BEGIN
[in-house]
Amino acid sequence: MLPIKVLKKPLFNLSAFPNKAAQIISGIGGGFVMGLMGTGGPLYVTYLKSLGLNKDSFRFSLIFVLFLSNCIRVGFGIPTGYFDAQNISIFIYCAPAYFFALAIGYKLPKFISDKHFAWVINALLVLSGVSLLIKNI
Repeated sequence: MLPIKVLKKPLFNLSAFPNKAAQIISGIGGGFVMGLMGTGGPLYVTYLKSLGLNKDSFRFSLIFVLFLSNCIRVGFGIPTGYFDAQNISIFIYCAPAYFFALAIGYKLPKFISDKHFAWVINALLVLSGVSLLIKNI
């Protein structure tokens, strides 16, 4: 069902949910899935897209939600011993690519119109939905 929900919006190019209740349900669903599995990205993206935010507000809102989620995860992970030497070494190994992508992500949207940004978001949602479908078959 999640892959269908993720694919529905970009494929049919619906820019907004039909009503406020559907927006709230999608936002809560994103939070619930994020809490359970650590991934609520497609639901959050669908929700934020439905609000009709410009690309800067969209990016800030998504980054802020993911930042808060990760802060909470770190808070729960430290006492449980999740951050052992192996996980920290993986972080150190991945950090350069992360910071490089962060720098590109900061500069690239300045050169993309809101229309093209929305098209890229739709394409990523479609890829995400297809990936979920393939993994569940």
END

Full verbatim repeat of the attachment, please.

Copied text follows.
[in-house]
Amino acid sequence: MLPIKVLKKPLFNLSAFPNKAAQIISGIGGGFVMGLMGTGGPLYVTYLKSLGLNKDSFRFSLIFVLFLSNCIRVGFGIPTGYFDAQNISIFIYCAPAYFFALAIGYKLPKFISDKHFAWVINALLVLSGVSLLIKNI
Repeated sequence: MLPIKVLKKPLFNLSAFPNKAAQIISGIGGGFVMGLMGTGGPLYVTYLKSLGLNKDSFRFSLIFVLFLSNCIRVGFGIPTGYFDAQNISIFIYCAPAYFFALAIGYKLPKFISDKHFAWVINALLVLSGVSLLIKNI
């Protein structure tokens, strides 16, 4: 069902949910899935897209939600011993690519119109939905 929900919006190019209740349900669903599995990205993206935010507000809102989620995860992970030497070494190994992508992500949207940004978001949602479908078959 999640892959269908993720694919529905970009494929049919619906820019907004039909009503406020559907927006709230999608936002809560994103939070619930994020809490359970650590991934609520497609639901959050669908929700934020439905609000009709410009690309800067969209990016800030998504980054802020993911930042808060990760802060909470770190808070729960430290006492449980999740951050052992192996996980920290993986972080150190991945950090350069992360910071490089962060720098590109900061500069690239300045050169993309809101229309093209929305098209890229739709394409990523479609890829995400297809990936979920393939993994569940």